10. Incoherence and multiple parton interactions

    SciTech Connect (OSTI)

    Calucci, G.; Treleani, D. [Dipartimento di Fisica Teorica dell'Universita di Trieste and INFN, Sezione di Trieste, Strada Costiera 11, Miramare-Grignano, I-34151 Trieste (Italy)

    2009-09-01T23:59:59.000Z

    At the LHC multiple parton interactions will represent an important feature of the minimum bias and of the underlying event, and will give important contributions in many channels of interest in the search for new physics. Different numbers of multiple collisions may contribute to the production of a given final state, and one should expect important interference effects in the regime where different contributions have similar rates. We show, on the contrary, that, once multiple parton interactions are identified by their different topologies, terms with different numbers of multiple parton interactions do not interfere in the final cross section.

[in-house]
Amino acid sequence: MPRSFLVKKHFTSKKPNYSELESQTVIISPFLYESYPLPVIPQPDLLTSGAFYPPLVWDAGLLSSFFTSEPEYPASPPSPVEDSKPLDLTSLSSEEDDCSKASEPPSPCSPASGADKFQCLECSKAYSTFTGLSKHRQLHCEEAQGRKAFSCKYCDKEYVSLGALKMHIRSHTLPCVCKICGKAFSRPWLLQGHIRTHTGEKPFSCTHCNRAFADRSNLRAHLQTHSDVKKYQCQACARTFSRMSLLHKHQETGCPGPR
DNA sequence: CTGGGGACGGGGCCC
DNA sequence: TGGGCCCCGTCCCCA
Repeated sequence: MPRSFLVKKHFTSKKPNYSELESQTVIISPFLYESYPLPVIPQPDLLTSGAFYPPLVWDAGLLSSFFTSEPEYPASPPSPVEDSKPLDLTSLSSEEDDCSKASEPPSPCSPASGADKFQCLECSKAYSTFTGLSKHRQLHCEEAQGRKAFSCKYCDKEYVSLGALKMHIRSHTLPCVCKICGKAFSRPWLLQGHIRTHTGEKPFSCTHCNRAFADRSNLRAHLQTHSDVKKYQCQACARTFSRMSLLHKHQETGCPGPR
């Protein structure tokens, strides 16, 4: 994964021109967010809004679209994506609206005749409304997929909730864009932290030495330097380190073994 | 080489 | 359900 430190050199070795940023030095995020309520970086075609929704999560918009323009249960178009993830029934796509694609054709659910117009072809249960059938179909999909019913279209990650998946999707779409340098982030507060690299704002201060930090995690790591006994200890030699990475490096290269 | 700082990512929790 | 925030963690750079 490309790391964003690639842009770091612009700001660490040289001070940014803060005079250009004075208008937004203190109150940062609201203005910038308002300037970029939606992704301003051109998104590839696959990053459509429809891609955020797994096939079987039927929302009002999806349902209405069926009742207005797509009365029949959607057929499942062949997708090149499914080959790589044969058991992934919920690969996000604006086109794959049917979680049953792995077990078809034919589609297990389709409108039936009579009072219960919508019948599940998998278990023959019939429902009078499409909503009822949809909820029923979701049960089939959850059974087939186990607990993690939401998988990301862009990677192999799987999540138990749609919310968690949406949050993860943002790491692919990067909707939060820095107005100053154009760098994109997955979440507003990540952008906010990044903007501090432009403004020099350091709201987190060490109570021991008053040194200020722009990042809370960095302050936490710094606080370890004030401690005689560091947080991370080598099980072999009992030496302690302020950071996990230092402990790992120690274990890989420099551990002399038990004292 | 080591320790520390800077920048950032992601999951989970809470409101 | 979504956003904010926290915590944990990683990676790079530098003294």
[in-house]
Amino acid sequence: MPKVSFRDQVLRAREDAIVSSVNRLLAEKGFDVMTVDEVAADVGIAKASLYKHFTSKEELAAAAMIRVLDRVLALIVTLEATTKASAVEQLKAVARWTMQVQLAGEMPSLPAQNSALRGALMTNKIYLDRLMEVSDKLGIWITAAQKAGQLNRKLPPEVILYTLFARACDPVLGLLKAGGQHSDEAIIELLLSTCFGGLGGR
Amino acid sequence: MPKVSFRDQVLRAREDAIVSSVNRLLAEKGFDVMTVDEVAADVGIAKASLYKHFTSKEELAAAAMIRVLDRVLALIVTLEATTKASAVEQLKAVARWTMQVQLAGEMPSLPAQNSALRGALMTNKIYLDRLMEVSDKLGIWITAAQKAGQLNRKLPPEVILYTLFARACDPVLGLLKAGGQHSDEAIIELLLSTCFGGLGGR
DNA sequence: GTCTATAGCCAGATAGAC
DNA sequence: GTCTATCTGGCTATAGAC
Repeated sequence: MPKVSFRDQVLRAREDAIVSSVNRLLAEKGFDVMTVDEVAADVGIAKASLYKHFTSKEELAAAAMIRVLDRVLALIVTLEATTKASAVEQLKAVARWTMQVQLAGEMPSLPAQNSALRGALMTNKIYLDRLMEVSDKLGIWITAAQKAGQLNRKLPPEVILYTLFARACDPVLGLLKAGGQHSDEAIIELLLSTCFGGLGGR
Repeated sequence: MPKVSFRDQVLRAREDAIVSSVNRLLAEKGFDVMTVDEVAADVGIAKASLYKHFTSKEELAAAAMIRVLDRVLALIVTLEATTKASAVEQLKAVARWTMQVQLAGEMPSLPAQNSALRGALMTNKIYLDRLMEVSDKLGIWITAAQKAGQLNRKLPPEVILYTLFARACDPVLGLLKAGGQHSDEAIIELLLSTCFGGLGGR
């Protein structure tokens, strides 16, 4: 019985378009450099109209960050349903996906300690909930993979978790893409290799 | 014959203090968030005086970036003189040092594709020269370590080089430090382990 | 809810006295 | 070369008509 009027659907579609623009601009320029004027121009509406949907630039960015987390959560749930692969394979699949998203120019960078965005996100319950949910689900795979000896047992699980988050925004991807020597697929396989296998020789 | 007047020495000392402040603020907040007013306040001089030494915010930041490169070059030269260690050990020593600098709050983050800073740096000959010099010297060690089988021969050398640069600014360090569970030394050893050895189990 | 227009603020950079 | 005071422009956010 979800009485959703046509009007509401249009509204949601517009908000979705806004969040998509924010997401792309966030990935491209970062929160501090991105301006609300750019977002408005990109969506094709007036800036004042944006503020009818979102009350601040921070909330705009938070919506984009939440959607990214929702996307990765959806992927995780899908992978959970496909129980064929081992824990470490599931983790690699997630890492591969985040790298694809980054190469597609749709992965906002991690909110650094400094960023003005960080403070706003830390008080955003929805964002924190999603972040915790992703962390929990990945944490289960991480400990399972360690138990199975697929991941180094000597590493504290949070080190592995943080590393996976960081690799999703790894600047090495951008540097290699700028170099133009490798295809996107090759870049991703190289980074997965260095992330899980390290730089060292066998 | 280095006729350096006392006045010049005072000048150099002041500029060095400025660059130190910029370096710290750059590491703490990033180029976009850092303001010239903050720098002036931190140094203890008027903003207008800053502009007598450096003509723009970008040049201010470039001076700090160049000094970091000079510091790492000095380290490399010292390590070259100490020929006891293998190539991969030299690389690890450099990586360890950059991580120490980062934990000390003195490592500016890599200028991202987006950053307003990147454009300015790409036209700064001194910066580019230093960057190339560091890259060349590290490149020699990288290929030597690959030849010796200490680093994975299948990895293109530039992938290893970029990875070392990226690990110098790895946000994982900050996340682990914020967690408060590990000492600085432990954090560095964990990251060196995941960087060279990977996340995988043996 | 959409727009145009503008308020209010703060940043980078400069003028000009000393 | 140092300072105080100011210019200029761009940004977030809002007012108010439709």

11. Cryogenic spectroscopy of ultra-low density colloidal lead chalcogenide quantum dots on chip-scale optical cavities towards single quantum dot near-infrared cavity QED

    E-Print Network [OSTI]

    Ranojoy Bose; Jie Gao; James F. McMillan; Alex D. Williams; Chee Wei Wong

    2009-11-09T23:59:59.000Z

    We present evidence of cavity quantum electrodynamics from a sparse density of strongly quantum-confined Pb-chalcogenide nanocrystals (between 1 and 10) approaching single-dot levels on moderately high-Q mesoscopic silicon optical cavities. Operating at important near-infrared (1500-nm) wavelengths, large enhancements are observed from devices and strong modifications of the QD emission are achieved. Saturation spectroscopy of coupled QDs is observed at 77K, highlighting the modified nanocrystal dynamics for quantum information processing.

  12. Erbium-doped fiber ring laser tuning using an intra-cavity Fabry-Perot filter